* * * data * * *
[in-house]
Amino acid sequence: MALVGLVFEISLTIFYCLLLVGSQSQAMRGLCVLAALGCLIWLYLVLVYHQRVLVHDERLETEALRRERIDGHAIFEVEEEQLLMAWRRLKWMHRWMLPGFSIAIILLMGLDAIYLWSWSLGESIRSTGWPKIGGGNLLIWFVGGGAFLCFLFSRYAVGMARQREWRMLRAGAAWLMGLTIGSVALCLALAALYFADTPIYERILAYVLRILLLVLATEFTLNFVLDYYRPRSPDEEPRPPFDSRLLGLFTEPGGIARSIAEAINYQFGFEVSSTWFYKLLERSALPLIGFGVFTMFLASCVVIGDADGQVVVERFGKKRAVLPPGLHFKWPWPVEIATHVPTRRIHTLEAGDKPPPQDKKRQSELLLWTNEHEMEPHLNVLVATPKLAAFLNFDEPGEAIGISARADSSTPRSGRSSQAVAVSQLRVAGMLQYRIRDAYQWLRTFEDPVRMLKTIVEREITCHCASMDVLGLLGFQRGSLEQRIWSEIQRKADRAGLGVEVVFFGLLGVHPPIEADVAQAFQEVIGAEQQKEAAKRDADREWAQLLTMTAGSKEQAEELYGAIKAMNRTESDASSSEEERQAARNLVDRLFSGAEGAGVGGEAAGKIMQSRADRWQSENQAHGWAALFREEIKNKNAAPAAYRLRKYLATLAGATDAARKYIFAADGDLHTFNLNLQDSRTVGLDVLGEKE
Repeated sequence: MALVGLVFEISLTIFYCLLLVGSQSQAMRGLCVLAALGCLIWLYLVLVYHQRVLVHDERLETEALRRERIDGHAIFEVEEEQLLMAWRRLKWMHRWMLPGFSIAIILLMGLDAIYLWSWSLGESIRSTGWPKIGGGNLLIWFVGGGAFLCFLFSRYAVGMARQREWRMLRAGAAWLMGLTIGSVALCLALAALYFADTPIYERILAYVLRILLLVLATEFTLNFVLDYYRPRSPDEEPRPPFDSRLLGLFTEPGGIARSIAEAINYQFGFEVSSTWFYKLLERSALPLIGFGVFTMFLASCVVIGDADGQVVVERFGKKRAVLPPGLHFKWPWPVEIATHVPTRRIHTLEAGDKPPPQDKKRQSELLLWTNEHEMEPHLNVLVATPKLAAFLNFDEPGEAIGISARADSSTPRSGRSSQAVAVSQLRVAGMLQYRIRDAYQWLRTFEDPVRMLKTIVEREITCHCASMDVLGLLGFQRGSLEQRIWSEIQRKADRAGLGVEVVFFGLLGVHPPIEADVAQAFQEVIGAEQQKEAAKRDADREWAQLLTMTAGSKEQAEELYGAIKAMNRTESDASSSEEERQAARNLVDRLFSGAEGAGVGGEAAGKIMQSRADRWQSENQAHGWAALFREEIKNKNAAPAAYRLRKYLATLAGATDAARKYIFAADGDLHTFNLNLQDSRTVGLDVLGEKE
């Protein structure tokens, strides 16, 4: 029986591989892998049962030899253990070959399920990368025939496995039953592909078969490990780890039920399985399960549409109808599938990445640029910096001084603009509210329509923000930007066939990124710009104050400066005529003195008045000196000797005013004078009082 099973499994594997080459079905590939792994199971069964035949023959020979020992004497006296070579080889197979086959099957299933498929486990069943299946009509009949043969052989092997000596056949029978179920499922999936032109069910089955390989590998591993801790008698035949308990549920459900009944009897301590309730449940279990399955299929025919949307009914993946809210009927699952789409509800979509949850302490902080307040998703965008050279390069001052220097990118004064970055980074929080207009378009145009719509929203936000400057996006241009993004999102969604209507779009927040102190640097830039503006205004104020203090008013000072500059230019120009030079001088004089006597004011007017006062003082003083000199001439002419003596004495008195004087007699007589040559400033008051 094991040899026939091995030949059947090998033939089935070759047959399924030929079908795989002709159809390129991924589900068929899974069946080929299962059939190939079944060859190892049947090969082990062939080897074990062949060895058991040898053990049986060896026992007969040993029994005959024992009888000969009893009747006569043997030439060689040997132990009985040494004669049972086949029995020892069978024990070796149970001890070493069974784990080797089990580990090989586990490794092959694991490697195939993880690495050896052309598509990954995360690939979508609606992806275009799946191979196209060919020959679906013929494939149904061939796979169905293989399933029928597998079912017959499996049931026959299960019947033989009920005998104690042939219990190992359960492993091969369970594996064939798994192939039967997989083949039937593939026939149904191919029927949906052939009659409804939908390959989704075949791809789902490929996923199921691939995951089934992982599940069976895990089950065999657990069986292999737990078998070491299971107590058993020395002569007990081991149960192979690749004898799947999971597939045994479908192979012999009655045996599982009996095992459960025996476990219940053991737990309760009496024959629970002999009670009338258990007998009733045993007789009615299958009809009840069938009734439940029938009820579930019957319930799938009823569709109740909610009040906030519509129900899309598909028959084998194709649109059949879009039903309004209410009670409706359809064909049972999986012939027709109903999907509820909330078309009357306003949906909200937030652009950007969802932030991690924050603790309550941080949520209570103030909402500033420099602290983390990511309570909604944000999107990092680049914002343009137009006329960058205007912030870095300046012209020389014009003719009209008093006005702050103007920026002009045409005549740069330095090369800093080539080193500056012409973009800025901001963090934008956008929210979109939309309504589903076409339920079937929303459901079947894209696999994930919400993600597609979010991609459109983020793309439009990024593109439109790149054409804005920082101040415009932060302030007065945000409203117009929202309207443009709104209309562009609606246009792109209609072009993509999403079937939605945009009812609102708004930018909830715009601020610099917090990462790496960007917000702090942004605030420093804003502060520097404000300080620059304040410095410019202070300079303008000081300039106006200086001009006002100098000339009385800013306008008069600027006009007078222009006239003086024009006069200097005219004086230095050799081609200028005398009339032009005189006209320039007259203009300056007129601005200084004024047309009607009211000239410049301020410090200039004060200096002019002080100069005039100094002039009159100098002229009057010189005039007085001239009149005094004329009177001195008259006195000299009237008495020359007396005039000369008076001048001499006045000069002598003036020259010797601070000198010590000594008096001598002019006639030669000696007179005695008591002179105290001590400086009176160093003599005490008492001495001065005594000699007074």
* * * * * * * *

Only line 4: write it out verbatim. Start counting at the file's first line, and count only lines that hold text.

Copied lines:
């Protein structure tokens, strides 16, 4: 029986591989892998049962030899253990070959399920990368025939496995039953592909078969490990780890039920399985399960549409109808599938990445640029910096001084603009509210329509923000930007066939990124710009104050400066005529003195008045000196000797005013004078009082 099973499994594997080459079905590939792994199971069964035949023959020979020992004497006296070579080889197979086959099957299933498929486990069943299946009509009949043969052989092997000596056949029978179920499922999936032109069910089955390989590998591993801790008698035949308990549920459900009944009897301590309730449940279990399955299929025919949307009914993946809210009927699952789409509800979509949850302490902080307040998703965008050279390069001052220097990118004064970055980074929080207009378009145009719509929203936000400057996006241009993004999102969604209507779009927040102190640097830039503006205004104020203090008013000072500059230019120009030079001088004089006597004011007017006062003082003083000199001439002419003596004495008195004087007699007589040559400033008051 094991040899026939091995030949059947090998033939089935070759047959399924030929079908795989002709159809390129991924589900068929899974069946080929299962059939190939079944060859190892049947090969082990062939080897074990062949060895058991040898053990049986060896026992007969040993029994005959024992009888000969009893009747006569043997030439060689040997132990009985040494004669049972086949029995020892069978024990070796149970001890070493069974784990080797089990580990090989586990490794092959694991490697195939993880690495050896052309598509990954995360690939979508609606992806275009799946191979196209060919020959679906013929494939149904061939796979169905293989399933029928597998079912017959499996049931026959299960019947033989009920005998104690042939219990190992359960492993091969369970594996064939798994192939039967997989083949039937593939026939149904191919029927949906052939009659409804939908390959989704075949791809789902490929996923199921691939995951089934992982599940069976895990089950065999657990069986292999737990078998070491299971107590058993020395002569007990081991149960192979690749004898799947999971597939045994479908192979012999009655045996599982009996095992459960025996476990219940053991737990309760009496024959629970002999009670009338258990007998009733045993007789009615299958009809009840069938009734439940029938009820579930019957319930799938009823569709109740909610009040906030519509129900899309598909028959084998194709649109059949879009039903309004209410009670409706359809064909049972999986012939027709109903999907509820909330078309009357306003949906909200937030652009950007969802932030991690924050603790309550941080949520209570103030909402500033420099602290983390990511309570909604944000999107990092680049914002343009137009006329960058205007912030870095300046012209020389014009003719009209008093006005702050103007920026002009045409005549740069330095090369800093080539080193500056012409973009800025901001963090934008956008929210979109939309309504589903076409339920079937929303459901079947894209696999994930919400993600597609979010991609459109983020793309439009990024593109439109790149054409804005920082101040415009932060302030007065945000409203117009929202309207443009709104209309562009609606246009792109209609072009993509999403079937939605945009009812609102708004930018909830715009601020610099917090990462790496960007917000702090942004605030420093804003502060520097404000300080620059304040410095410019202070300079303008000081300039106006200086001009006002100098000339009385800013306008008069600027006009007078222009006239003086024009006069200097005219004086230095050799081609200028005398009339032009005189006209320039007259203009300056007129601005200084004024047309009607009211000239410049301020410090200039004060200096002019002080100069005039100094002039009159100098002229009057010189005039007085001239009149005094004329009177001195008259006195000299009237008495020359007396005039000369008076001048001499006045000069002598003036020259010797601070000198010590000594008096001598002019006639030669000696007179005695008591002179105290001590400086009176160093003599005490008492001495001065005594000699007074």